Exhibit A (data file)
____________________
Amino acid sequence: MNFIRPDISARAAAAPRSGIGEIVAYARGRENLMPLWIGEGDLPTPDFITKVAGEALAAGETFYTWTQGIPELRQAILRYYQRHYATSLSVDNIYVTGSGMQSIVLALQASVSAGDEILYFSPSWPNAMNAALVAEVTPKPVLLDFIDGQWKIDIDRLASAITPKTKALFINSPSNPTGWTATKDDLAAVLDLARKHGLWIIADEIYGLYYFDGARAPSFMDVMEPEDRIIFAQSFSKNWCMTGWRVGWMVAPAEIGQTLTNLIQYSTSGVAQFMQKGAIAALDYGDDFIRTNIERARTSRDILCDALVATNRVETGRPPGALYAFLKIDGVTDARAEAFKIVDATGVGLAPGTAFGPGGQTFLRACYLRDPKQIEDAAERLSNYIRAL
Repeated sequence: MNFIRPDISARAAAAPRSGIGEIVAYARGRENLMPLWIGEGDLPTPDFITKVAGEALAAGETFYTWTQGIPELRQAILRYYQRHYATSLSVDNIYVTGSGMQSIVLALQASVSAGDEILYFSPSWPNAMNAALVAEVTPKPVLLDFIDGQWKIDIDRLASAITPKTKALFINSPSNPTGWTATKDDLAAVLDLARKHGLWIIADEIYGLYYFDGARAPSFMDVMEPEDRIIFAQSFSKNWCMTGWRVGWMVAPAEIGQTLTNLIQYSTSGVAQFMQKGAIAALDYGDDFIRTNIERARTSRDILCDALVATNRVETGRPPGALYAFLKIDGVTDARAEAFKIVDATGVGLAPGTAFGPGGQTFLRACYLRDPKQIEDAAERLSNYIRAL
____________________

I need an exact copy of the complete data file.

Amino acid sequence: MNFIRPDISARAAAAPRSGIGEIVAYARGRENLMPLWIGEGDLPTPDFITKVAGEALAAGETFYTWTQGIPELRQAILRYYQRHYATSLSVDNIYVTGSGMQSIVLALQASVSAGDEILYFSPSWPNAMNAALVAEVTPKPVLLDFIDGQWKIDIDRLASAITPKTKALFINSPSNPTGWTATKDDLAAVLDLARKHGLWIIADEIYGLYYFDGARAPSFMDVMEPEDRIIFAQSFSKNWCMTGWRVGWMVAPAEIGQTLTNLIQYSTSGVAQFMQKGAIAALDYGDDFIRTNIERARTSRDILCDALVATNRVETGRPPGALYAFLKIDGVTDARAEAFKIVDATGVGLAPGTAFGPGGQTFLRACYLRDPKQIEDAAERLSNYIRAL
Repeated sequence: MNFIRPDISARAAAAPRSGIGEIVAYARGRENLMPLWIGEGDLPTPDFITKVAGEALAAGETFYTWTQGIPELRQAILRYYQRHYATSLSVDNIYVTGSGMQSIVLALQASVSAGDEILYFSPSWPNAMNAALVAEVTPKPVLLDFIDGQWKIDIDRLASAITPKTKALFINSPSNPTGWTATKDDLAAVLDLARKHGLWIIADEIYGLYYFDGARAPSFMDVMEPEDRIIFAQSFSKNWCMTGWRVGWMVAPAEIGQTLTNLIQYSTSGVAQFMQKGAIAALDYGDDFIRTNIERARTSRDILCDALVATNRVETGRPPGALYAFLKIDGVTDARAEAFKIVDATGVGLAPGTAFGPGGQTFLRACYLRDPKQIEDAAERLSNYIRAL